It took me a week to decide if I should publish this blog. Now that I've decided to do so, I can only hope that it will have a positive impact.
Recently I logged in at the forlorn networking site known popularly as myspace so I could answer a message from my homegirl Alma. We were trying to make plans to hang out while I was home for Easter.
As anyone who's still on myspace knows, the website now features a facebook-like 'newsfeed' type thing, where your friends statuses (statii?) are listed. It's right in front of you when your login goes through, so it's hard to miss.
That particular day, at the very top of my page, was a status update from a pretty-well respected, but not that well-known West Coast band that I had friended only because my favorite guitarist had joined them after his band broke up. The first line of the status was: "NYC traffic is raping my soul."
The words made my blood burn. Do I have to explain why it made me so angry? Okay, fine, I will: I am sick to fucking DEATH of living in a culture where it's perfectly fine to joke about rape, where rape is a casual metaphor, where people throw around the word rape like it's not a serious crime and a major social problem, not to mention a weapon used to destroy individuals and communities. I am sick of watching as rape victims' credibility is questioned, sick of watching as survivors who come forward are attacked because they don't want to be silenced anymore. I am sick of living in a world that is so goddamn full of rape that I can never get away from it.
So sick of it -- and so infuriated that an allegedly progressive, forward thinking, hip punk artist would say something so gross -- that I decided to say something. Without thinking about it too much, I typed: "rape jokes = not funny, ever" and clicked 'comment'.
If only that were the end of it. The band responded by saying "good thing that wasn't a rape joke." And then some jerk commented "hahahah amazing". At this point I was livid, so I responded that sure, maybe it wasn't exactly a joke, but that like a joke, it made light of rape, which is completely unacceptable. I told the band to check their privilege and recognize how inappropriate their language was.
I'm going to take a moment to explain again, because no matter what these dudes might think, this is important: it is not ever appropriate to to compare something as petty as traffic to being sexually assaulted -- even New York City traffic, which I have a lot of experience with, in case you were wondering. It is not ever okay to make rape seem trivial or insignificant; sexual assault is the ultimate breach and disrespect of a person's boundaries, and it leaves a person's borders open and vulnerable, and that person's sense of self and security all confused and leaked out. Rape destroys.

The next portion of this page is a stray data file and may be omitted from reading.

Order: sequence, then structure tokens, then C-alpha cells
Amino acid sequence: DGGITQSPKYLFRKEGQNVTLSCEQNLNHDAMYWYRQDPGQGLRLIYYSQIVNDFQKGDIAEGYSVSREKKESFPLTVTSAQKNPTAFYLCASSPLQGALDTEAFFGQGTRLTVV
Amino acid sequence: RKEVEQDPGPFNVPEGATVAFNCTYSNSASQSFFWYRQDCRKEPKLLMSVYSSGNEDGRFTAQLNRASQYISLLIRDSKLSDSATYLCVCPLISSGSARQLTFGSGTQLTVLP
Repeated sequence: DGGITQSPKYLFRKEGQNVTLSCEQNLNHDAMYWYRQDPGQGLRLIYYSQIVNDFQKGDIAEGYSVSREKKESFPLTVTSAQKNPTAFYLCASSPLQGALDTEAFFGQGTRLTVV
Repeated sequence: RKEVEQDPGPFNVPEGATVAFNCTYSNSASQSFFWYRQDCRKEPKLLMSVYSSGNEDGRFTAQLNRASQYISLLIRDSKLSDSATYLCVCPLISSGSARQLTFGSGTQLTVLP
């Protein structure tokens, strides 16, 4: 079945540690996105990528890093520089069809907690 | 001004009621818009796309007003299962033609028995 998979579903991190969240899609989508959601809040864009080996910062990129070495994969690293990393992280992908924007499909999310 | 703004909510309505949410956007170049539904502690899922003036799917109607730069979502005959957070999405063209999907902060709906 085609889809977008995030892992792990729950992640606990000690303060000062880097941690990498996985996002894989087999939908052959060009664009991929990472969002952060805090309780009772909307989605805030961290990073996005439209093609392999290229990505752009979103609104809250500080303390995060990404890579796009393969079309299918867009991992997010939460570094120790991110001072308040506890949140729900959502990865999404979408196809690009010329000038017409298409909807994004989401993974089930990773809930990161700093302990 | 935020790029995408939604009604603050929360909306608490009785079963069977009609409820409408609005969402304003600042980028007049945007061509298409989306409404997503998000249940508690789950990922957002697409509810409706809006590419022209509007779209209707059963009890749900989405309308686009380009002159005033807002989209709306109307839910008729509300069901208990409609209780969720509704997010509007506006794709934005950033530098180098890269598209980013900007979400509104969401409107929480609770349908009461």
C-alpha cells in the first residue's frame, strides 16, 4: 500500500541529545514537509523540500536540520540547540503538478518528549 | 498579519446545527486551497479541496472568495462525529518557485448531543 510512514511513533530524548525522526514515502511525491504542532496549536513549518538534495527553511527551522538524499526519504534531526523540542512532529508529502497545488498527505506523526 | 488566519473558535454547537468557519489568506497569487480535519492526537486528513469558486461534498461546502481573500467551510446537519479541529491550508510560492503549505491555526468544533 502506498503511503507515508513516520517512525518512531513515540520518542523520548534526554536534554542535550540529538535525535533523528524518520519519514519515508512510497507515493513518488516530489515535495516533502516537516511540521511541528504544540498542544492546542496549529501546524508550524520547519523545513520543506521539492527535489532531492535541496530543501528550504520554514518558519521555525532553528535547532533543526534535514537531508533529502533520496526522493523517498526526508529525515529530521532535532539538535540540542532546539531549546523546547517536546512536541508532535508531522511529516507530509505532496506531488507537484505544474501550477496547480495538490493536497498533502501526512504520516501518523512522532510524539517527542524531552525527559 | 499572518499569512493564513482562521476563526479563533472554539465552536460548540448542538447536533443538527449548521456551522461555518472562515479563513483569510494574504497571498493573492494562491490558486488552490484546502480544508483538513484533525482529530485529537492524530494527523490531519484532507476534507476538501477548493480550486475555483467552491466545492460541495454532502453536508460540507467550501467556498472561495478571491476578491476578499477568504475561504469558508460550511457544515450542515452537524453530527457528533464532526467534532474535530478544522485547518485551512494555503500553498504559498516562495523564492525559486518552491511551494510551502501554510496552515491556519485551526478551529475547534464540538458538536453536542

I'm sure that some people would think that I'm overreacting here. I'm not going to argue with this, or waste my time trying to 'prove' the fact that language is a means of domination and a critical means of cultural shaping and production. If you don't believe me, go read some Bourdieu.
Some people might also think that my response is invalid because it's just an expression, everyone says things like that, blah blah blah. Uh, no. Not everyone says things like that. I do not use the word rape that way. My friends do not use the word rape that way. My classmates and colleagues do not use the word rape that way. My girl gang underground lady punk heroines do not use the word rape that way. My parents, grandparents, aunts, uncles, cousins, and other extended family do not use the word rape that way. The only people who people who talk about sexual assault that way are people who are privileged enough to have never been assaulted.
I'm going to take a second here to make a snarky sidenote, which I feel I can do because a) I haven't named the band and b) I rarely get snarky in this blog. The band in question? Is not really progressive or hip or even artistic. They're just another example of this bullshit Vice-style hipster poseur thing that's been going on for awhile. They pretend to have something to say but they really just spend a lot of time on their hair. They are, as Max Bemis has so perfectly put it, little more than vacuous soldiers of the thrift store Gestapo.
And these jerks have effectively reminded me, through this stupid and sordid little internet-based ordeal, that rape and sexual assault are a problem in our local art and music communities. I'm lucky to say that I've never felt anything but perfectly safe at shows in my hometown, and I've never met anyone who made me feel uncomfortable. But that doesn't mean that assault doesn't happen. We can't afford to pretend that it doesn't happen in our communities, we have to be vocal about this problem and we have to face it, head-on.
But I guess that's the other thing that this band and their unseemly comment reminded me of -- that we can and must speak up about this issue. What I did wasn't that big a deal, it was just a comment on some website...but at the same time, it was still me, saying what I felt, and refusing to be silent. If you feel unsafe or insecure, if you're at a show or in a community space of any kind and someone says or does something that upsets you, you can say something. Even something as simple as, "Hey, that's not cool." It's not about starting fights or creating a negative situation; it's about pointing out when people say or do something that they might not realize is harmful.
It sucks to think that we have to go around policing people's behavior, and it sucks to think that we have to go around telling people that they shouldn't joke about rape (or other types of violence and oppression). People should already know that, right? But not everyone does, so it's our responsibility to say it. It's our responsibility to break the tradition of silence if we want to build communities that are truly safe.